Day 9 teacher I am thankful for: Whitney Chadwick, art history, 2nd undergrad; Surrealism, grad school. I can't do her justice in 420 characters or with my limited vocabulary. Riveting lectures, comprehensive class structure. She is an expert in art history and an expert at conveying knowledge. (When I saw her on campus I used to get weak-kneed and flustered, so in awe of her brain I was.)

day 10 teacher I am thankful for: Paul Mullins, drawing and painting, 2nd undergrad. He taught me to paint, but more importantly, Mullins taught me to see like a painter. Imagine having your perception of the visual world forever altered. I still return to him for advice and mentoring. Bonus: His bullshit tolerance level is even lower than mine.

day 11 teacher I am thankful for: Edward Luby, MA, Fundraising, Governance, Museum Tours, etc. Besides working tirelessly to bring his classes the most current information in the field, Luby is changing the way Museums work with the community one student at a time. He is everything a professor is supposed to be: a teacher, a mentor, a role-model, an insider and an objective outsider all at the same time. His positivity is like a mantra non-profit workers can come back to in the hard times. The best-practices that he instills in his students sticks like a guiding conscience in my mind. He is like the non-corrupt head of the Church of Museum.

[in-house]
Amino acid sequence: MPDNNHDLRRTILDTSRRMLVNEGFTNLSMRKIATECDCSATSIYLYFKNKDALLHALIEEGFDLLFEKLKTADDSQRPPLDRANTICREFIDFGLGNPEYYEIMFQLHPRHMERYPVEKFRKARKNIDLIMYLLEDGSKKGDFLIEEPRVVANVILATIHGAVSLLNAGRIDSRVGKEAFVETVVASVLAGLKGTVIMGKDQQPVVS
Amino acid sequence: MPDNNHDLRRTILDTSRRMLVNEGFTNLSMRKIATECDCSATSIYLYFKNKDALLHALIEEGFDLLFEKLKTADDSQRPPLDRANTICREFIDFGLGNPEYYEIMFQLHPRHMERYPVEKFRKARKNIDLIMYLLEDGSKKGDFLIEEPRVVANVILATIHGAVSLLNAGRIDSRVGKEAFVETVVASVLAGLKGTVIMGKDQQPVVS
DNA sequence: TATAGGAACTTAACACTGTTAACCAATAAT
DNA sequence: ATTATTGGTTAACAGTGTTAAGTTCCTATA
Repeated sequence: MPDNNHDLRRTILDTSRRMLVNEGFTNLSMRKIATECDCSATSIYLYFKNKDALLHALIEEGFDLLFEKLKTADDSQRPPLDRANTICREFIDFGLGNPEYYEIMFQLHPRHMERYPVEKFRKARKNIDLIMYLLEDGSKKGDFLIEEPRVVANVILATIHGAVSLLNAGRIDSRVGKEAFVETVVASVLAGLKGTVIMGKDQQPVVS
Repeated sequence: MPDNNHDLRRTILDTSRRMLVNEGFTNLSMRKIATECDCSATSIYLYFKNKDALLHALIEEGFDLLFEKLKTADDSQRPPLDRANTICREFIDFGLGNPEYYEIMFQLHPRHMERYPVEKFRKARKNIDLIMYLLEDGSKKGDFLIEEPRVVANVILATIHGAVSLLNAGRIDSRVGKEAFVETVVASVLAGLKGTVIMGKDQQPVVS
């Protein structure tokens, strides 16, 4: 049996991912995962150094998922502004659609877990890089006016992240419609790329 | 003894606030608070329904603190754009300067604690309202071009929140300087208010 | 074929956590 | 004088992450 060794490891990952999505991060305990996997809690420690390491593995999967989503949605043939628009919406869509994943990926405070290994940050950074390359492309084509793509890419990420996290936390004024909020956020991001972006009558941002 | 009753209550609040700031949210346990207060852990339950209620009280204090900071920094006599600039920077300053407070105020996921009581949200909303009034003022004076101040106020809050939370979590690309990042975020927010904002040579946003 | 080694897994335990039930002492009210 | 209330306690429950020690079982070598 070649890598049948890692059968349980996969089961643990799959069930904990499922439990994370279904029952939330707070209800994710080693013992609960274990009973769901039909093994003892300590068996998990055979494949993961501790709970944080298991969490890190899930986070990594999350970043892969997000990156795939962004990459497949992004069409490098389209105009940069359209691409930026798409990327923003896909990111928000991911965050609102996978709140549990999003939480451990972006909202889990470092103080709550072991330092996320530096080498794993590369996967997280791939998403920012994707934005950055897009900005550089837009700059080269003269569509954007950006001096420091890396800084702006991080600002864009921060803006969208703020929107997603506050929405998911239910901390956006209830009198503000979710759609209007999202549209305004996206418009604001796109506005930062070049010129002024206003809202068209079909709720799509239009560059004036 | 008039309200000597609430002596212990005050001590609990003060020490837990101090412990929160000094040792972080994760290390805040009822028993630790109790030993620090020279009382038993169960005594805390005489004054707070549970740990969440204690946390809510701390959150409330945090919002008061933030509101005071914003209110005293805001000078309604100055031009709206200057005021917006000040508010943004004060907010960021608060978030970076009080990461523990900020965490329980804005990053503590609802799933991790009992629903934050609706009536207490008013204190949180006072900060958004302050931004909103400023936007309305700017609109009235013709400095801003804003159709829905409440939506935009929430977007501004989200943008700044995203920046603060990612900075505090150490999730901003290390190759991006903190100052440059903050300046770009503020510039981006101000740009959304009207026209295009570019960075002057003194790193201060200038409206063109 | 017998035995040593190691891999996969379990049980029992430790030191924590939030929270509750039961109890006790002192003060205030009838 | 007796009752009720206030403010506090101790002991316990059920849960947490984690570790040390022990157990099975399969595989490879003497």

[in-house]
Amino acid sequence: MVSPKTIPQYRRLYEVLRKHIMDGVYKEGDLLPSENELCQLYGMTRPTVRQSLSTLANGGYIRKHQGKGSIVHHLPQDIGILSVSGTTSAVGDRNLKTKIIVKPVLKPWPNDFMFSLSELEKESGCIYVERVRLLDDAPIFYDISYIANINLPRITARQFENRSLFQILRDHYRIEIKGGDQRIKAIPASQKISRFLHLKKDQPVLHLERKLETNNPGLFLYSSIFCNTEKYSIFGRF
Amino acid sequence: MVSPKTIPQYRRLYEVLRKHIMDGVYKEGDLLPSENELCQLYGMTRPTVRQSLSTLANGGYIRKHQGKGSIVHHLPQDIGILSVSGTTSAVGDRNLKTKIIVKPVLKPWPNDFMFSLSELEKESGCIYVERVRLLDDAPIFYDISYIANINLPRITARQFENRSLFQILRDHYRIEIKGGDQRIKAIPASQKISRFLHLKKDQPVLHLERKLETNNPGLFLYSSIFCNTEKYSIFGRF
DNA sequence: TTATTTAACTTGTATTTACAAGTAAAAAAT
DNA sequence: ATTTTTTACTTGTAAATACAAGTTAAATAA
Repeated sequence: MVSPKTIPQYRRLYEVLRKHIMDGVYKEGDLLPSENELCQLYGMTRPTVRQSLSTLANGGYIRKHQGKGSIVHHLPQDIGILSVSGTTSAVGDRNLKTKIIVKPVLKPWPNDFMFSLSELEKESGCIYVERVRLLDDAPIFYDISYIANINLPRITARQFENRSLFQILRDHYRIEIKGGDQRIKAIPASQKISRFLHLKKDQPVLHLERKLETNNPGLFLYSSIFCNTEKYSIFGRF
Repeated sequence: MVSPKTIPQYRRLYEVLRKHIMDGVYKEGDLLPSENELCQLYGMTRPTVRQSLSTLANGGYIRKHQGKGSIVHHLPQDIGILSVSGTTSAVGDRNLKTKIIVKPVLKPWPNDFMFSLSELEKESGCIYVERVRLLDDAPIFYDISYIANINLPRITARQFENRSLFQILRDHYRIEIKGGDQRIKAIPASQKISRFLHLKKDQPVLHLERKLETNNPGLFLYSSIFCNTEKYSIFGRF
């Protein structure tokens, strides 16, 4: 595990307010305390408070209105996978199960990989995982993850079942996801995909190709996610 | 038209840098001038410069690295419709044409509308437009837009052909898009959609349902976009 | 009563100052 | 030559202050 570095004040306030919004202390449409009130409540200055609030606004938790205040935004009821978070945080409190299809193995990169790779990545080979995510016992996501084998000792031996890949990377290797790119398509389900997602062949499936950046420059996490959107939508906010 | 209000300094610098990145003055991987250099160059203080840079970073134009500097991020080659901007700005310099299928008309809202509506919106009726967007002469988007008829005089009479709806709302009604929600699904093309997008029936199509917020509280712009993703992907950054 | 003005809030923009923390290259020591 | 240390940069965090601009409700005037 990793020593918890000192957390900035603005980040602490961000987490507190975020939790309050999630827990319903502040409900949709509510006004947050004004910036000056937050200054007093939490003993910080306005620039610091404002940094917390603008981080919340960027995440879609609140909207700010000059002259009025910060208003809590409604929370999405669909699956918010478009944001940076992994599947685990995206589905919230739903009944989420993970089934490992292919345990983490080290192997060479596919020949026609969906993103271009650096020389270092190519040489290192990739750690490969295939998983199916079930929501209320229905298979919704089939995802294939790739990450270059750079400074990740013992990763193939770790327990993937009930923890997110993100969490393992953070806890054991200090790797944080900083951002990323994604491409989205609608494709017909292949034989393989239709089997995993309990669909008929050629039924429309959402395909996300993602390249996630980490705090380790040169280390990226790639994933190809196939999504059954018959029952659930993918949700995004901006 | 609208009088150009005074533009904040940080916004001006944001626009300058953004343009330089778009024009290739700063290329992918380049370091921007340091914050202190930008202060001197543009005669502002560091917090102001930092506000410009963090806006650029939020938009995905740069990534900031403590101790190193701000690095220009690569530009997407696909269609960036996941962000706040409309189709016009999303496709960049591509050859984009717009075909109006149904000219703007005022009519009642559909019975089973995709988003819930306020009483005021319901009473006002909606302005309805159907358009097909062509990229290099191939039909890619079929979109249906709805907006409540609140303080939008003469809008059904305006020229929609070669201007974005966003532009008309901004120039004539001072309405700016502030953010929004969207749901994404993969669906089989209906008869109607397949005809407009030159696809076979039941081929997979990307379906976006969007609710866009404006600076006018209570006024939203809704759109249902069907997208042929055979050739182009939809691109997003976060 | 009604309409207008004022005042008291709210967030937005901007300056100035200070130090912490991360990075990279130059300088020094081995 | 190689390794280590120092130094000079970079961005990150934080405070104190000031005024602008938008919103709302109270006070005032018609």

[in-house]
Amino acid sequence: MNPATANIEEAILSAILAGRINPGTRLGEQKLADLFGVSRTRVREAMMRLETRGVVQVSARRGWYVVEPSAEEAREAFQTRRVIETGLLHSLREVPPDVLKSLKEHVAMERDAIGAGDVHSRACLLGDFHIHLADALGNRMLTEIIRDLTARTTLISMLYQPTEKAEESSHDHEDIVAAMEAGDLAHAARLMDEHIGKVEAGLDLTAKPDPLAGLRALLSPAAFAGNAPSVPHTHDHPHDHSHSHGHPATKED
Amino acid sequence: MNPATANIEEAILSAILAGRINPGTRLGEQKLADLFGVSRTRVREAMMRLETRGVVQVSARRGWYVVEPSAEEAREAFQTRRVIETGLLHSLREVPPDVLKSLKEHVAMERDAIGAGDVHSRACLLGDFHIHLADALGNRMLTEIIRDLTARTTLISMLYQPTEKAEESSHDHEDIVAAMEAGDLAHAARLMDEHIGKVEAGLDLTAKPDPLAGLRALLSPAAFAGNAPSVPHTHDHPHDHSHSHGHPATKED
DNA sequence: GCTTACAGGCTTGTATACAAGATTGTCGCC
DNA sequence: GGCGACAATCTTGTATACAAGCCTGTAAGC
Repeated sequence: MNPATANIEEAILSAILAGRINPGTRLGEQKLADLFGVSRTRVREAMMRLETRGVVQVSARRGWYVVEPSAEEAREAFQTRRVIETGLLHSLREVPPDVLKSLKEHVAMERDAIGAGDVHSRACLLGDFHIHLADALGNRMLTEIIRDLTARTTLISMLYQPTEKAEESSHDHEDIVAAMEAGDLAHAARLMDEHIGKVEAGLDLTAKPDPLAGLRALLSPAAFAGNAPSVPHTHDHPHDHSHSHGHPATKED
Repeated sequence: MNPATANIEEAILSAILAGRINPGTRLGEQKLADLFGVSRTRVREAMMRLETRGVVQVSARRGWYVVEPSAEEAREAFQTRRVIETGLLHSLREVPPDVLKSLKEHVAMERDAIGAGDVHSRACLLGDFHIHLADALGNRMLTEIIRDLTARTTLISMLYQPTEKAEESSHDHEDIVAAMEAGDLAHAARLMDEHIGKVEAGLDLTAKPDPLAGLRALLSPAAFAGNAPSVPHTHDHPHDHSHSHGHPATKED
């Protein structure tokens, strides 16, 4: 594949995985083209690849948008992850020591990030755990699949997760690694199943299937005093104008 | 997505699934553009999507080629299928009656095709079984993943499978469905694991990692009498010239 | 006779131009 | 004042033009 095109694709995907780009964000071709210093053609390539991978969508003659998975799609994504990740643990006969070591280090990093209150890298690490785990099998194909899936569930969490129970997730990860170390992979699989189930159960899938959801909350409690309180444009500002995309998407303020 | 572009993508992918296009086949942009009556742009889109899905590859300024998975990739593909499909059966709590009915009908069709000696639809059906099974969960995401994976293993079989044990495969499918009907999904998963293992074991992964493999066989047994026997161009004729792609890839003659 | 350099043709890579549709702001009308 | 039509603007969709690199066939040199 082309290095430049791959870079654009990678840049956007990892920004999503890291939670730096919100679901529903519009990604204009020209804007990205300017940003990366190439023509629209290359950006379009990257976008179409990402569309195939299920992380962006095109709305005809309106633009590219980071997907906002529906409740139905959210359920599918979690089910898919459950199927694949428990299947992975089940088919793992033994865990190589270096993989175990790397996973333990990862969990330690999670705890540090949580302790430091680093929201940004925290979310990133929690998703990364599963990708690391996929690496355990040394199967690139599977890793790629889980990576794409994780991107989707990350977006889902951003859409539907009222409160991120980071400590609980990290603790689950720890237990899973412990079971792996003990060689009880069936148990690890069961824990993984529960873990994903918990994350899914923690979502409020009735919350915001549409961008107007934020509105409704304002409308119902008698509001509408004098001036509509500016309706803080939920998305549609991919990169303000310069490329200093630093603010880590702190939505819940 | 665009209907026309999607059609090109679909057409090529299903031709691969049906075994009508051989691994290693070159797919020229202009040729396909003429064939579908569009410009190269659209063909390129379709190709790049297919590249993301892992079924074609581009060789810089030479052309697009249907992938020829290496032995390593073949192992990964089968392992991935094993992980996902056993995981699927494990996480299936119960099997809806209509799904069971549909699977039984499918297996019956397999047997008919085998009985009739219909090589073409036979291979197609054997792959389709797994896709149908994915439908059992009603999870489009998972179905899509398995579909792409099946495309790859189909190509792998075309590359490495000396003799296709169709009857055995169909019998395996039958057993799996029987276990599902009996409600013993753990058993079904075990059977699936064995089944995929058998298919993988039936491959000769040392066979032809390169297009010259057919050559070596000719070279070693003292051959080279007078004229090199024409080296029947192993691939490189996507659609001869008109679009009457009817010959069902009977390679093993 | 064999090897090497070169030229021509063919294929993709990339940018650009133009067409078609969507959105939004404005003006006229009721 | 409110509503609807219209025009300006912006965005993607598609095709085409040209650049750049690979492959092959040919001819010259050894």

day 12 teacher I am thankful for: the teachers of Cetlalic Language School, in Cuernavaca, Mexico. If you were traveling and hooked up with people who listened patiently while you slaughtered their language like a retarded infant, took you to the coolest places for beers and openly shared the experiences of their professional and personal lives to help you better understand Mexican culture, you would consider yourself pretty lucky, right? In this photo: Mario Garcia,Roberto Palacios Baeza and Leti. The community of Cetlalic extends to the families one stays with: Ana Dom Cas and family and Senora Alicia Rodriguez and family.

day 13 teacher I am thankful for: Linda Camarena, co-worker, SFUSD: art. Even if you think you have nothing to do with kids, they are part of your community, and they will be the adults walking down the street next to you in such a short amount of time, it could make your head spin. Which is why we need good teachers in public schools teaching kids and shaping them into grown-ups we want to be around. A gorgeous, strong, intelligent role model to 100's of kids over 37 years, Linda bypassed a party at my house because two of her students had won an art contest and she had to attend the ceremony. The self-esteem of those two kids is going to be just a couple notches higher when they're walking down the street next to me.

day 14 Teacher I Am Thankful For: Christina Sosa, My son's transition room teacher. At first I was intimidated by her serious manner. (No high, squeaky baby voices, no oh-my-god-that-baby-is-so-cuuuuuuute!) Then I realized that she treated every child with patience and serious dignity.
I credit her with my son's high verbal abilities, his ability to focus and listen, even when his body is moving around and his strong identity. No question or thought from a child was insignificant. Everything they said and did merited her undivided attention and response.